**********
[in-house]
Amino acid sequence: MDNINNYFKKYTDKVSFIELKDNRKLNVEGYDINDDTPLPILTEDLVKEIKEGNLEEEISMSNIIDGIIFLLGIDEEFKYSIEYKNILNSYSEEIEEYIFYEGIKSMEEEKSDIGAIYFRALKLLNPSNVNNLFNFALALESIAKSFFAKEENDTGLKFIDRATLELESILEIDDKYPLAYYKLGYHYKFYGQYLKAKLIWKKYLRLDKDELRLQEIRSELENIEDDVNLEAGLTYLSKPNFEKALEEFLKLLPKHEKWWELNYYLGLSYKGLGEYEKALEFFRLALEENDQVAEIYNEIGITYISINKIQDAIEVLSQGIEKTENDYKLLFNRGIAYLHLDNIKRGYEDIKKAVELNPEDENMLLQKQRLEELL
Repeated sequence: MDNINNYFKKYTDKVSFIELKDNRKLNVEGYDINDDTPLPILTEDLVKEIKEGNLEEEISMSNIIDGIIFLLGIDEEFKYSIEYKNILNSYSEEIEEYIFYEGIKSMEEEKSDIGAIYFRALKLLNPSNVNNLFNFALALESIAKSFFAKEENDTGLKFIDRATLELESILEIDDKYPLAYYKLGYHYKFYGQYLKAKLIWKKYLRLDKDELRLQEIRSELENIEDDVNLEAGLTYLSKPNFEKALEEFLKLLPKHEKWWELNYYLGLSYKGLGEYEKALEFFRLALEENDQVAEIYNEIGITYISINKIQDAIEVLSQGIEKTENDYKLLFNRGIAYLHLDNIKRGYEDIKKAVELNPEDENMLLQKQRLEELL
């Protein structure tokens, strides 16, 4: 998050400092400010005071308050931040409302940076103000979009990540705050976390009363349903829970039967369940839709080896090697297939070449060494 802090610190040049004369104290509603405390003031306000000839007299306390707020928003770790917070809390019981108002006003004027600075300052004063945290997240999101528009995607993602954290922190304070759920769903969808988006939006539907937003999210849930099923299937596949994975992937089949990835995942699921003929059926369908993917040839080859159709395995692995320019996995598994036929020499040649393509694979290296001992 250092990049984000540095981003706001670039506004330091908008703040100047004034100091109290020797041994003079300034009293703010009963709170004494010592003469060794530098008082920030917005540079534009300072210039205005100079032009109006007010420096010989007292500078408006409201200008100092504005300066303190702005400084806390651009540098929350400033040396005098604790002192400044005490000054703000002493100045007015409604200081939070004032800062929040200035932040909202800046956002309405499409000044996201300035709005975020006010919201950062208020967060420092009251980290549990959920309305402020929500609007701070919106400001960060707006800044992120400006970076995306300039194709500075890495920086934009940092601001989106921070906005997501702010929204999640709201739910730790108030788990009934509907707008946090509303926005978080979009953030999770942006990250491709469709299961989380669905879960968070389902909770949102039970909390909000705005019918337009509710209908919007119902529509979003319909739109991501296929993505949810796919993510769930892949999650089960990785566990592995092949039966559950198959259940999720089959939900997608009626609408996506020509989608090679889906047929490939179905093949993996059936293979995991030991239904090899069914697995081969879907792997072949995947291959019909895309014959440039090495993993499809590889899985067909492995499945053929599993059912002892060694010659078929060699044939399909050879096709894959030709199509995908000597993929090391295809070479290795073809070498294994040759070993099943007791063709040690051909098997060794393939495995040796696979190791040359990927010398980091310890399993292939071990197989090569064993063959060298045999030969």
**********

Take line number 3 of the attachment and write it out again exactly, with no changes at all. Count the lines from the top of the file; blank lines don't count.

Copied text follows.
Repeated sequence: MDNINNYFKKYTDKVSFIELKDNRKLNVEGYDINDDTPLPILTEDLVKEIKEGNLEEEISMSNIIDGIIFLLGIDEEFKYSIEYKNILNSYSEEIEEYIFYEGIKSMEEEKSDIGAIYFRALKLLNPSNVNNLFNFALALESIAKSFFAKEENDTGLKFIDRATLELESILEIDDKYPLAYYKLGYHYKFYGQYLKAKLIWKKYLRLDKDELRLQEIRSELENIEDDVNLEAGLTYLSKPNFEKALEEFLKLLPKHEKWWELNYYLGLSYKGLGEYEKALEFFRLALEENDQVAEIYNEIGITYISINKIQDAIEVLSQGIEKTENDYKLLFNRGIAYLHLDNIKRGYEDIKKAVELNPEDENMLLQKQRLEELL